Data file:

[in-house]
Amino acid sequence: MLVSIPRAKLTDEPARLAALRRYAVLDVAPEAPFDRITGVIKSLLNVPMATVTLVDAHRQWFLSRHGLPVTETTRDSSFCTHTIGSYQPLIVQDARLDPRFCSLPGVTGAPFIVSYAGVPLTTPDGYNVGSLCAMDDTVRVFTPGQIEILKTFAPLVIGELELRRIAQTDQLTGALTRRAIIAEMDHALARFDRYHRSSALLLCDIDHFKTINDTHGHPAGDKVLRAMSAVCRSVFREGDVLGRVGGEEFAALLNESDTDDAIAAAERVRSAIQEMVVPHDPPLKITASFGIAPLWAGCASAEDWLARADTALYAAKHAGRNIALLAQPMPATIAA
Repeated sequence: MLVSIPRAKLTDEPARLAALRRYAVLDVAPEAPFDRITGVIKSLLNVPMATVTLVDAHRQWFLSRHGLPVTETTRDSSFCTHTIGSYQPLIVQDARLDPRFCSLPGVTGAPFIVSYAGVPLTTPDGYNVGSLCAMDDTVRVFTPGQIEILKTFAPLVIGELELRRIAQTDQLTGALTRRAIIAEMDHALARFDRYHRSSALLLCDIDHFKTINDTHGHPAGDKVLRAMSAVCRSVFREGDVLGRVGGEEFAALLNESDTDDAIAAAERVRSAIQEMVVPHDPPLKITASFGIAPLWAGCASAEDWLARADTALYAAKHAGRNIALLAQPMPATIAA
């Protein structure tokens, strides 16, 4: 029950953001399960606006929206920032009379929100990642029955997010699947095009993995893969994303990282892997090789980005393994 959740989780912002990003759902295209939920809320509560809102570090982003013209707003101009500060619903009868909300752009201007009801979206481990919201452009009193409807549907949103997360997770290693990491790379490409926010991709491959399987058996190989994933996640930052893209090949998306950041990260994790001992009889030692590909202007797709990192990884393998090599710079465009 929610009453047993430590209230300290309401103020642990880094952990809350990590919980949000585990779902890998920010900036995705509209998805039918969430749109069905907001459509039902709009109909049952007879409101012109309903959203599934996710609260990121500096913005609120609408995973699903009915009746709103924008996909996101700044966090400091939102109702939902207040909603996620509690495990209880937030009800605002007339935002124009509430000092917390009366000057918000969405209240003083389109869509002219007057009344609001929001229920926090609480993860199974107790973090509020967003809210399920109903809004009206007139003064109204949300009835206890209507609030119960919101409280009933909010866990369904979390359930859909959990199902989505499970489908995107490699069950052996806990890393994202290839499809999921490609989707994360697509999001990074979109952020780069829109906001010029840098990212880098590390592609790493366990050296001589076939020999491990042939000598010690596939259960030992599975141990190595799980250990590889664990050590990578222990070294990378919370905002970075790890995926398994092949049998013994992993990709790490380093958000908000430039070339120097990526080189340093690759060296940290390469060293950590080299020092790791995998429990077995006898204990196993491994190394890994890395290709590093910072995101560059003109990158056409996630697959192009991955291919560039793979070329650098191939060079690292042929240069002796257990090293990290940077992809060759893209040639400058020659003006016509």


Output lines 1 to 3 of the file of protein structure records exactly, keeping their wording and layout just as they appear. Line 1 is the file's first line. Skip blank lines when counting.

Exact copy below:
[in-house]
Amino acid sequence: MLVSIPRAKLTDEPARLAALRRYAVLDVAPEAPFDRITGVIKSLLNVPMATVTLVDAHRQWFLSRHGLPVTETTRDSSFCTHTIGSYQPLIVQDARLDPRFCSLPGVTGAPFIVSYAGVPLTTPDGYNVGSLCAMDDTVRVFTPGQIEILKTFAPLVIGELELRRIAQTDQLTGALTRRAIIAEMDHALARFDRYHRSSALLLCDIDHFKTINDTHGHPAGDKVLRAMSAVCRSVFREGDVLGRVGGEEFAALLNESDTDDAIAAAERVRSAIQEMVVPHDPPLKITASFGIAPLWAGCASAEDWLARADTALYAAKHAGRNIALLAQPMPATIAA
Repeated sequence: MLVSIPRAKLTDEPARLAALRRYAVLDVAPEAPFDRITGVIKSLLNVPMATVTLVDAHRQWFLSRHGLPVTETTRDSSFCTHTIGSYQPLIVQDARLDPRFCSLPGVTGAPFIVSYAGVPLTTPDGYNVGSLCAMDDTVRVFTPGQIEILKTFAPLVIGELELRRIAQTDQLTGALTRRAIIAEMDHALARFDRYHRSSALLLCDIDHFKTINDTHGHPAGDKVLRAMSAVCRSVFREGDVLGRVGGEEFAALLNESDTDDAIAAAERVRSAIQEMVVPHDPPLKITASFGIAPLWAGCASAEDWLARADTALYAAKHAGRNIALLAQPMPATIAA